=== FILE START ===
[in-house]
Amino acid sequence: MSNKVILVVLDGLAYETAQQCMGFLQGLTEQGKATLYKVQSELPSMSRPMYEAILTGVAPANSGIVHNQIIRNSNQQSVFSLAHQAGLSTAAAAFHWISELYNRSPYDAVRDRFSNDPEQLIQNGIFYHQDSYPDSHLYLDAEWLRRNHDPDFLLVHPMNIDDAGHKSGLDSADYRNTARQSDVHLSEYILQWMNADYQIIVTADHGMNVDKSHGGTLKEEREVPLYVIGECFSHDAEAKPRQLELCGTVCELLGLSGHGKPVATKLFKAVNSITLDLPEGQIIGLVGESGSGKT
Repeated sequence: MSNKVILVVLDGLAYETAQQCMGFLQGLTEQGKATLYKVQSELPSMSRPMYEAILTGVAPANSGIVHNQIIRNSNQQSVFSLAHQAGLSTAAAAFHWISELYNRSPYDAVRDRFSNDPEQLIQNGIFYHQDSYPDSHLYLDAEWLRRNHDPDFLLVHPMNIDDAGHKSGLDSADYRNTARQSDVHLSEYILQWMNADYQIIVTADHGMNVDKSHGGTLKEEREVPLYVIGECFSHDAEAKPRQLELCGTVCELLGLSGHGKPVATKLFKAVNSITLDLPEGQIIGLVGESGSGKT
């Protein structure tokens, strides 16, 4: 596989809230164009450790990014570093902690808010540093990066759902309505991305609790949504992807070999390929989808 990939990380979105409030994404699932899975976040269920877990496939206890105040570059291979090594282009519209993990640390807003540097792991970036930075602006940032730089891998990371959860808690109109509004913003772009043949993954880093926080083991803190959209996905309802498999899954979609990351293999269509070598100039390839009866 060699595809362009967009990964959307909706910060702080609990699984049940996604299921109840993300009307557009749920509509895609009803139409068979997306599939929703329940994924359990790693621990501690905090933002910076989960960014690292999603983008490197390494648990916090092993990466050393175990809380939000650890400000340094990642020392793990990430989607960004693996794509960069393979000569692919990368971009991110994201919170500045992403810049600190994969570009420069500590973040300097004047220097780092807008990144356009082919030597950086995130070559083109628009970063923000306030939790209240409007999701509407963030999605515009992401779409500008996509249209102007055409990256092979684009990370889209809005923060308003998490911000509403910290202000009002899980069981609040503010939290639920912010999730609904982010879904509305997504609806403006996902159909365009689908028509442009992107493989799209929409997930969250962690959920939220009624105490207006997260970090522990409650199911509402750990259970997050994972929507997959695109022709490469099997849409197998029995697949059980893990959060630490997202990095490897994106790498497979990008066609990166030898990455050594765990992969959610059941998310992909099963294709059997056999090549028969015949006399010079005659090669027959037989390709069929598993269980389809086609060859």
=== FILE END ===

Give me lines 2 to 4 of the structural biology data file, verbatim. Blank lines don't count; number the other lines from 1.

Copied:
Amino acid sequence: MSNKVILVVLDGLAYETAQQCMGFLQGLTEQGKATLYKVQSELPSMSRPMYEAILTGVAPANSGIVHNQIIRNSNQQSVFSLAHQAGLSTAAAAFHWISELYNRSPYDAVRDRFSNDPEQLIQNGIFYHQDSYPDSHLYLDAEWLRRNHDPDFLLVHPMNIDDAGHKSGLDSADYRNTARQSDVHLSEYILQWMNADYQIIVTADHGMNVDKSHGGTLKEEREVPLYVIGECFSHDAEAKPRQLELCGTVCELLGLSGHGKPVATKLFKAVNSITLDLPEGQIIGLVGESGSGKT
Repeated sequence: MSNKVILVVLDGLAYETAQQCMGFLQGLTEQGKATLYKVQSELPSMSRPMYEAILTGVAPANSGIVHNQIIRNSNQQSVFSLAHQAGLSTAAAAFHWISELYNRSPYDAVRDRFSNDPEQLIQNGIFYHQDSYPDSHLYLDAEWLRRNHDPDFLLVHPMNIDDAGHKSGLDSADYRNTARQSDVHLSEYILQWMNADYQIIVTADHGMNVDKSHGGTLKEEREVPLYVIGECFSHDAEAKPRQLELCGTVCELLGLSGHGKPVATKLFKAVNSITLDLPEGQIIGLVGESGSGKT
């Protein structure tokens, strides 16, 4: 596989809230164009450790990014570093902690808010540093990066759902309505991305609790949504992807070999390929989808 990939990380979105409030994404699932899975976040269920877990496939206890105040570059291979090594282009519209993990640390807003540097792991970036930075602006940032730089891998990371959860808690109109509004913003772009043949993954880093926080083991803190959209996905309802498999899954979609990351293999269509070598100039390839009866 060699595809362009967009990964959307909706910060702080609990699984049940996604299921109840993300009307557009749920509509895609009803139409068979997306599939929703329940994924359990790693621990501690905090933002910076989960960014690292999603983008490197390494648990916090092993990466050393175990809380939000650890400000340094990642020392793990990430989607960004693996794509960069393979000569692919990368971009991110994201919170500045992403810049600190994969570009420069500590973040300097004047220097780092807008990144356009082919030597950086995130070559083109628009970063923000306030939790209240409007999701509407963030999605515009992401779409500008996509249209102007055409990256092979684009990370889209809005923060308003998490911000509403910290202000009002899980069981609040503010939290639920912010999730609904982010879904509305997504609806403006996902159909365009689908028509442009992107493989799209929409997930969250962690959920939220009624105490207006997260970090522990409650199911509402750990259970997050994972929507997959695109022709490469099997849409197998029995697949059980893990959060630490997202990095490897994106790498497979990008066609990166030898990455050594765990992969959610059941998310992909099963294709059997056999090549028969015949006399010079005659090669027959037989390709069929598993269980389809086609060859």